6 Data Analytics Driving Successful Population Health Management

Tuesday, April 2nd, 2013
This post was written by Jessica Fornarotto

population health data analytics

Webinar Replay: Achieving Population Health Management Results in Value-Based Healthcare

The development of a successful population health management (PHM) effort starts with the data and the data analysis, states Patricia Curran, principal in Buck Consultants’ National Clinical Practice. Curran describes the role of data and data analysis, the six critical PHM data areas, and the “influences” and the “influencers” that affect a population’s road to better health.

Where are we today and where do we want to be in the future? All of the data that you can gather is carefully evaluated to consider several points: the culture of the company and the employees, the business objectives, the health literacy of the population, compliance and risk scores and the utilization trends.

Data is essential to understanding the population you wish to manage and designing programs to meet the needs of a specific population. Buck Consultants takes all the raw data that we can gather, analyzes it, and transforms it into knowledge. The ‘aha’ moment is when it all comes together and we use it to build a strategy for an organization’s PHM program. It’s important to use your own data to identify the population’s specific needs and target your program to those needs. There are six areas that form the foundation for a successful PHM program:

  • Clinical data is biometric data or lab data, and possibly health risk assessment (HRA) data, that helps identify risks and cost drivers and is used to monitor the program’s success.
  • Utilization data would be the utilization patterns. For example, how are people accessing their healthcare?
  • Adherence is beginning to replace the word ‘compliance.’ This refers to how well members and providers are adhering to evidence-based medicine guidelines. Are they filling their prescriptions consistently? Are they getting preventive care?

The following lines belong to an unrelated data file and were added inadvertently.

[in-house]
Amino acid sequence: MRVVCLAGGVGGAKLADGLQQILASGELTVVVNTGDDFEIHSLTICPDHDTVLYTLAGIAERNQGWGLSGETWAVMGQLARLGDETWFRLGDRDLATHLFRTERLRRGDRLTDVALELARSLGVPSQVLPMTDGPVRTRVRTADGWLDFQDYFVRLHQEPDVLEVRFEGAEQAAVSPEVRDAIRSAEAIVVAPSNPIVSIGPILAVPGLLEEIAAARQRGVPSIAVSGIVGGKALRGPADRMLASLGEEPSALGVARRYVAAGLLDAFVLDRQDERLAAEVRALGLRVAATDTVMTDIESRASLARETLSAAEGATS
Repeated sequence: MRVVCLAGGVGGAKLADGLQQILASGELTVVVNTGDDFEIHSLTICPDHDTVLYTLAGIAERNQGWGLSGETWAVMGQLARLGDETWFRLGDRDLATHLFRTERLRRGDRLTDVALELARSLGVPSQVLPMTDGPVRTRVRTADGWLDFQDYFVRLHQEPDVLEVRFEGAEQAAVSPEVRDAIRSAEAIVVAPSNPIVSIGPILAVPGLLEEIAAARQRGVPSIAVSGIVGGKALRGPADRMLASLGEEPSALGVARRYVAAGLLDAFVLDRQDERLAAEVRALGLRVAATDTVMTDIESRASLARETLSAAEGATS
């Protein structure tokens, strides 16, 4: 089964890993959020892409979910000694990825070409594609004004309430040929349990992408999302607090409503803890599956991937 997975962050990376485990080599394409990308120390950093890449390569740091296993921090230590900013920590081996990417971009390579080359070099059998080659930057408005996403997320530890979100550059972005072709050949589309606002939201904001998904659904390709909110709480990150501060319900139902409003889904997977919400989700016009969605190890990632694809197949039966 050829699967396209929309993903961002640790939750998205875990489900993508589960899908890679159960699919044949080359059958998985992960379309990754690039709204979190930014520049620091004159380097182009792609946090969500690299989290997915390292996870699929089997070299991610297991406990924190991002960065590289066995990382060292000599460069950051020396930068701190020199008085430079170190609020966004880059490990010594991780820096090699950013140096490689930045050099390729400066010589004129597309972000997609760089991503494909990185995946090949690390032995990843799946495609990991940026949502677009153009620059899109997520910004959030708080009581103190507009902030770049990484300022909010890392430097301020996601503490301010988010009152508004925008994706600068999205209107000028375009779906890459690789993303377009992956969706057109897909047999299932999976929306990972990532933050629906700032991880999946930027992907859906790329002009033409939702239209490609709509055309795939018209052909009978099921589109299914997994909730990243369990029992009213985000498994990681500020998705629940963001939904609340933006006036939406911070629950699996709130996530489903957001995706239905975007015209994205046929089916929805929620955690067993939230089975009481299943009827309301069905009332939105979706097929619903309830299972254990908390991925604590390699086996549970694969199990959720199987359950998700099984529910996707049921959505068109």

• Operational data is participation data, productivity data, disability data and other information that helps to monitor and develop the programs.
  • Financial data shows how this healthcare activity that you’re offering translates to dollars and opportunities for real hard dollar savings. This data is key in order to get senior management support and finances to continue the program.
  • Satisfaction data is necessary to monitor how participants and your key stakeholders view your efforts.

Part of the data analysis also includes identifying all the things that influence the decisions people are making and the influencers that are affecting what you’re trying to accomplish. For example, influencers might be spouses, family members, friends, healthcare providers, and employer management staff. Influences might be a fear of financial issues, ignorance, indifference, and inconvenience.

Take this scenario as an example: an employer may have a goal to increase the level of mammogram participation or people getting mammograms on a regular basis. They bring in a mobile unit to provide on site mammograms. But after they do this, they find that there is still no change with mammogram compliance. They will then go back to their employee population and discover that the reason they didn’t have any improvement was because the supervisors on the line didn’t allow people off the line to participate. The line supervisor is the influencer that needs to be identified and rectified before there’s going to be any change.

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